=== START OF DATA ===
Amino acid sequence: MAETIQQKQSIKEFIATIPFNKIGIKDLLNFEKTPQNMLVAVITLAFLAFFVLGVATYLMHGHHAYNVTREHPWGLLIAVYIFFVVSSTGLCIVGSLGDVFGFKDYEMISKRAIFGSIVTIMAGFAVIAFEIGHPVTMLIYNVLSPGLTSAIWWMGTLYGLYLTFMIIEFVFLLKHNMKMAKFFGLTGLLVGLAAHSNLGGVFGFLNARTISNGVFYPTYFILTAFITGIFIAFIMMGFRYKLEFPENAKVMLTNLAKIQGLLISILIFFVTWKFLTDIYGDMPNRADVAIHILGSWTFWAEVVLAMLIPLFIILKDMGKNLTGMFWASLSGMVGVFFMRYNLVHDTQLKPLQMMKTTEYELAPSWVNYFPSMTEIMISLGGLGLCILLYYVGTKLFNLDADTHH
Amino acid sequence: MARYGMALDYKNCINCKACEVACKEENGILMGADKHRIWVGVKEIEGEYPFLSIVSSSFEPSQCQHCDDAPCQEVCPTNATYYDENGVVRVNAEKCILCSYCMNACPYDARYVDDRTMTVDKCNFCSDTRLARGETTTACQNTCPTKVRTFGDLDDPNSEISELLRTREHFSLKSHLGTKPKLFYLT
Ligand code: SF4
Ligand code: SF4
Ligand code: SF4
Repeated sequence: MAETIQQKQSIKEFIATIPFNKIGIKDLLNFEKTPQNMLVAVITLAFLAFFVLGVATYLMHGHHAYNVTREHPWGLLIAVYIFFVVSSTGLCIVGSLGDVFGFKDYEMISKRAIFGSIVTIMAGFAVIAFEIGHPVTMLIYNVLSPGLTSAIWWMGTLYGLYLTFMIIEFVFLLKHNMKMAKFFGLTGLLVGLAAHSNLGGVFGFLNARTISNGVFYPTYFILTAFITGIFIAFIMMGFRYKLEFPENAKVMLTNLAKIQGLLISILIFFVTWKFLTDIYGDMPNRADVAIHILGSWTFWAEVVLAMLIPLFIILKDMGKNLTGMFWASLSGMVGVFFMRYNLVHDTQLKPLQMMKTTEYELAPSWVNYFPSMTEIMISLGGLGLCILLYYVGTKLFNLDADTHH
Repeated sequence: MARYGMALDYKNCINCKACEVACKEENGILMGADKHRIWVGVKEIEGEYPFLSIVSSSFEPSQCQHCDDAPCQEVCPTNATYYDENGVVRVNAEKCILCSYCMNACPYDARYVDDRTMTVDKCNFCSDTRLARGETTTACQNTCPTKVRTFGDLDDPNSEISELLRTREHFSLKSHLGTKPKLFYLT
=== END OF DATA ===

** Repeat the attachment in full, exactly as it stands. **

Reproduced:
Amino acid sequence: MAETIQQKQSIKEFIATIPFNKIGIKDLLNFEKTPQNMLVAVITLAFLAFFVLGVATYLMHGHHAYNVTREHPWGLLIAVYIFFVVSSTGLCIVGSLGDVFGFKDYEMISKRAIFGSIVTIMAGFAVIAFEIGHPVTMLIYNVLSPGLTSAIWWMGTLYGLYLTFMIIEFVFLLKHNMKMAKFFGLTGLLVGLAAHSNLGGVFGFLNARTISNGVFYPTYFILTAFITGIFIAFIMMGFRYKLEFPENAKVMLTNLAKIQGLLISILIFFVTWKFLTDIYGDMPNRADVAIHILGSWTFWAEVVLAMLIPLFIILKDMGKNLTGMFWASLSGMVGVFFMRYNLVHDTQLKPLQMMKTTEYELAPSWVNYFPSMTEIMISLGGLGLCILLYYVGTKLFNLDADTHH
Amino acid sequence: MARYGMALDYKNCINCKACEVACKEENGILMGADKHRIWVGVKEIEGEYPFLSIVSSSFEPSQCQHCDDAPCQEVCPTNATYYDENGVVRVNAEKCILCSYCMNACPYDARYVDDRTMTVDKCNFCSDTRLARGETTTACQNTCPTKVRTFGDLDDPNSEISELLRTREHFSLKSHLGTKPKLFYLT
Ligand code: SF4
Ligand code: SF4
Ligand code: SF4
Repeated sequence: MAETIQQKQSIKEFIATIPFNKIGIKDLLNFEKTPQNMLVAVITLAFLAFFVLGVATYLMHGHHAYNVTREHPWGLLIAVYIFFVVSSTGLCIVGSLGDVFGFKDYEMISKRAIFGSIVTIMAGFAVIAFEIGHPVTMLIYNVLSPGLTSAIWWMGTLYGLYLTFMIIEFVFLLKHNMKMAKFFGLTGLLVGLAAHSNLGGVFGFLNARTISNGVFYPTYFILTAFITGIFIAFIMMGFRYKLEFPENAKVMLTNLAKIQGLLISILIFFVTWKFLTDIYGDMPNRADVAIHILGSWTFWAEVVLAMLIPLFIILKDMGKNLTGMFWASLSGMVGVFFMRYNLVHDTQLKPLQMMKTTEYELAPSWVNYFPSMTEIMISLGGLGLCILLYYVGTKLFNLDADTHH
Repeated sequence: MARYGMALDYKNCINCKACEVACKEENGILMGADKHRIWVGVKEIEGEYPFLSIVSSSFEPSQCQHCDDAPCQEVCPTNATYYDENGVVRVNAEKCILCSYCMNACPYDARYVDDRTMTVDKCNFCSDTRLARGETTTACQNTCPTKVRTFGDLDDPNSEISELLRTREHFSLKSHLGTKPKLFYLT